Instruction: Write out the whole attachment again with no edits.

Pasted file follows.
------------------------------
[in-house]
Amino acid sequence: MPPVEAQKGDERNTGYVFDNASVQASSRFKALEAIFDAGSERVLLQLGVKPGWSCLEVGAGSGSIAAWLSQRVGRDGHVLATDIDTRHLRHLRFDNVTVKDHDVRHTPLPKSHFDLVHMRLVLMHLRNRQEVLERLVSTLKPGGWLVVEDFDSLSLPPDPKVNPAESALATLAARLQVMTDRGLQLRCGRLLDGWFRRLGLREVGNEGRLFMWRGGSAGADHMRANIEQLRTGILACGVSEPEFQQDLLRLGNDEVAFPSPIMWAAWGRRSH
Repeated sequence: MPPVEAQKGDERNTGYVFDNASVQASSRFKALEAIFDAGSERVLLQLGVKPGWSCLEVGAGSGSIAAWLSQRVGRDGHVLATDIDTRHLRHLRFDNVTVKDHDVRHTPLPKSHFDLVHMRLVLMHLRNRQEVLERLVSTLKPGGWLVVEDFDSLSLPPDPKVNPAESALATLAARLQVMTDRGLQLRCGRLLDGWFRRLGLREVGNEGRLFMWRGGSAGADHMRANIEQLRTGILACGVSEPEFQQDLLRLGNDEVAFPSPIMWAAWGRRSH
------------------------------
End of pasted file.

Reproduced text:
[in-house]
Amino acid sequence: MPPVEAQKGDERNTGYVFDNASVQASSRFKALEAIFDAGSERVLLQLGVKPGWSCLEVGAGSGSIAAWLSQRVGRDGHVLATDIDTRHLRHLRFDNVTVKDHDVRHTPLPKSHFDLVHMRLVLMHLRNRQEVLERLVSTLKPGGWLVVEDFDSLSLPPDPKVNPAESALATLAARLQVMTDRGLQLRCGRLLDGWFRRLGLREVGNEGRLFMWRGGSAGADHMRANIEQLRTGILACGVSEPEFQQDLLRLGNDEVAFPSPIMWAAWGRRSH
Repeated sequence: MPPVEAQKGDERNTGYVFDNASVQASSRFKALEAIFDAGSERVLLQLGVKPGWSCLEVGAGSGSIAAWLSQRVGRDGHVLATDIDTRHLRHLRFDNVTVKDHDVRHTPLPKSHFDLVHMRLVLMHLRNRQEVLERLVSTLKPGGWLVVEDFDSLSLPPDPKVNPAESALATLAARLQVMTDRGLQLRCGRLLDGWFRRLGLREVGNEGRLFMWRGGSAGADHMRANIEQLRTGILACGVSEPEFQQDLLRLGNDEVAFPSPIMWAAWGRRSH